CFP applicants are often intimidated by questions regarding the GST taxation. However, they are actually quite simple if you know when to look at ages and when not to look at ages. Memorizing one simple rule will always lead you to the right answer. Here is the rule:

**Age applies ONLY to non-related persons, and they are skip persons only if they are more than 37.5 years younger than the transferor.**

** **In this example, we have two non-related persons (choices A and C). Are any of them more than 37.5 years younger than Bill? Yes, choice A is more than 37.5 years younger and is, therefore, a skip person.

Now let’s look at related persons. Ignoring their ages, we see that choice B is a nephew only one generation below Bill. Choice D is a granddaughter two generations below Bill and is, therefore, a skip person despite the fact that she is only 36 years younger than Bill.

Therefore, the correct choice is #4.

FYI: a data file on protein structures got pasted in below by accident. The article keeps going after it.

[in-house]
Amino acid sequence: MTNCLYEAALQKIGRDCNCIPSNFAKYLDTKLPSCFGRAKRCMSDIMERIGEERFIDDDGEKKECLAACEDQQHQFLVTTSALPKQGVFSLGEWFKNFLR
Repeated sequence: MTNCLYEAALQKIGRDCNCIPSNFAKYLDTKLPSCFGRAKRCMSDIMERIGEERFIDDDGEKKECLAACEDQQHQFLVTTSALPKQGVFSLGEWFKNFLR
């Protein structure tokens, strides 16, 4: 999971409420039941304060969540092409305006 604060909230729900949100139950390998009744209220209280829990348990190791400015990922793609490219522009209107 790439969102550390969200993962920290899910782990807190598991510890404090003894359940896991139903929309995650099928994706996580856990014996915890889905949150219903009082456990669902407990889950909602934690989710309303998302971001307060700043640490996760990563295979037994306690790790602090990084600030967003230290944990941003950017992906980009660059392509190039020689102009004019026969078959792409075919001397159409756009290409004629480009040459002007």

Of course, the questions can get a bit more complicated, especially when the deceased parent rule comes into play or when dealing with a spouse’s relatives, so be sure to learn the following rules as well:

**When there are lineal descendants, children step up to a deceased parent’s position on the family tree. Only when there are NO LINEAL DESCENDANTS can other relatives step up to a deceased parent’s position. Your spouse’s relatives are your relatives, too, and you stand in the exact same generation relative to them as does your spouse. [Note, this is one where the Board Exam can easily get tricky if you forget the first rule: age applies ONLY to non-related persons.]**

If CFP candidates will remember these four simple rules, they will be prepared for any GST question the CFP Board exam throws at them.